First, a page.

Beyond the economic and diplomatic dimensions, the EU also rapidly lost ground to its Chinese rival in terms of military capabilities. Under the leadership of Xi Jinping, the People’s Liberation Army expanded its air, strategic, and naval forces, breaking with a long tradition of relying on ground forces to protect the country from invasion. China’s isolationism was over, and Beijing was ready to dispute Western supremacy on blue waters, not only in the South China Sea but in every ocean where Chinese interests were at stake. EU countries, on the other hand, struggled to fund their militaries. More than ever, interventions in sensitive regions were subject to Chinese consent. The world order had changed. Fully multipolar, its leading actors – the US, China, the EU, Russia, and other emerging powers like India – competed for influence and to defend their value systems.

The rebirth of unity

As is often the case when multilateral negotiations are involved, member states struggled to agree on common policies and the EU’s response to the changing balance of power was slow to materialise. When the Chinese giant came knocking at Europe’s doorstep, there were many reasons to believe that it was already too late. However, as the years went on, EU countries understood that unity was their best chance in front of a growing superpower.

By the middle of the 2020s, the most urgent matter was the influx of Chinese goods in European markets undercutting local manufacturers. The EU progressively implemented stricter anti-dumping rules and investment screening procedures [read more on investment screening]). In short, the EU imposed tariffs on imports sold below their cost of production, slowing down the flow of the goods China had stockpiled since the economic crisis. Moving into the 2030s, the EU encouraged investments from private Chinese actors while regulating those with ties to political parties. This had the effect of mitigating the unfair competition between private European manufacturers and the state-sponsored Chinese industry. More importantly, EU member states built a shared system of foreign investment review so as to protect critical sectors such as energy, transportation, telecommunications, finance, and defence. This new legislative framework was developed on the principle of reciprocity. State-led Chinese industry could no longer act in Europe in ways that European countries were not allowed to in China.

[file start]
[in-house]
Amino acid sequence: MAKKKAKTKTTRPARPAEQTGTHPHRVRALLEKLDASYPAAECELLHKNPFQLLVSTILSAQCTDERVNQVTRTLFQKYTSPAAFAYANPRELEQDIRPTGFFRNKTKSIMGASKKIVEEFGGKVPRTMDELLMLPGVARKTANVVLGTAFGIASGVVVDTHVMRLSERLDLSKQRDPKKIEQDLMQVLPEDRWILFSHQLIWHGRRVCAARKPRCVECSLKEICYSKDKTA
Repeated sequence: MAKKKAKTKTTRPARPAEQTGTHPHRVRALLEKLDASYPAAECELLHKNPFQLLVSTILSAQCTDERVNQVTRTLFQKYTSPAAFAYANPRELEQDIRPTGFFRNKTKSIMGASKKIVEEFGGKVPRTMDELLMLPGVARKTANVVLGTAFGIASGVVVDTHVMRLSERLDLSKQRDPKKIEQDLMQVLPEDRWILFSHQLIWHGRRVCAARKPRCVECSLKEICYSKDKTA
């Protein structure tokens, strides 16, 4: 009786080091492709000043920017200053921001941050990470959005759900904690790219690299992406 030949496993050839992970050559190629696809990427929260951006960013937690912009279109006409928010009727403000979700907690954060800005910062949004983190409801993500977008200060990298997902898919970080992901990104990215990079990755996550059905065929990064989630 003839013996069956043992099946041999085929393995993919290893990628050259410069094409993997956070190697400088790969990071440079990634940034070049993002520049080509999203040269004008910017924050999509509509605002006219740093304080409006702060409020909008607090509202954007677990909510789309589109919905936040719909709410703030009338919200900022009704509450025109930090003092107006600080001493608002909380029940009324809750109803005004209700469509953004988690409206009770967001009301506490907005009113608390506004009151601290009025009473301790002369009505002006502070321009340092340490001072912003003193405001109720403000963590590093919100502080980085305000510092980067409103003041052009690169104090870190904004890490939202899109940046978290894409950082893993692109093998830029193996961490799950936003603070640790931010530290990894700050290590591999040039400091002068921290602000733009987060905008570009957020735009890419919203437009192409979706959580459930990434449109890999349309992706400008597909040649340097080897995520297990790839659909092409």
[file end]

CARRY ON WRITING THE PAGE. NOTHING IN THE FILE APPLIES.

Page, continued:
EU member states built a shared system of foreign investment review so as to protect critical sectors such as energy, transportation, telecommunications, finance, and defence.

After integration had stagnated for many years, some members took the lead on transnational cooperation which eventually served to showcase the real potential of the EU. In the second half of the 2020s and through the 2030s, countries such as France, Germany, Spain, and Italy shared strategic projects, and were progressively joined by other EU members. This multi-speed Europe allowed willing countries to circumvent the reservations of those members dominated by more nationalistic forces. Large-scale cooperation in the military, energy, telecommunication, industrial and digital sectors, which demanded investments that a country alone could not bear, started seeing the light of day. This put an end to the era between 2010 and 2020 of Chinese strategic acquisitions inside the EU. Purchases that had included the Piraeus Port, the Syngenta agrochemical company, KUKA Robotics, and a major Portuguese energy provider. The EU had learned its lesson and new super-projects made European industry competitive again on international markets, challenging its Chinese and American counterparts.

Finding balance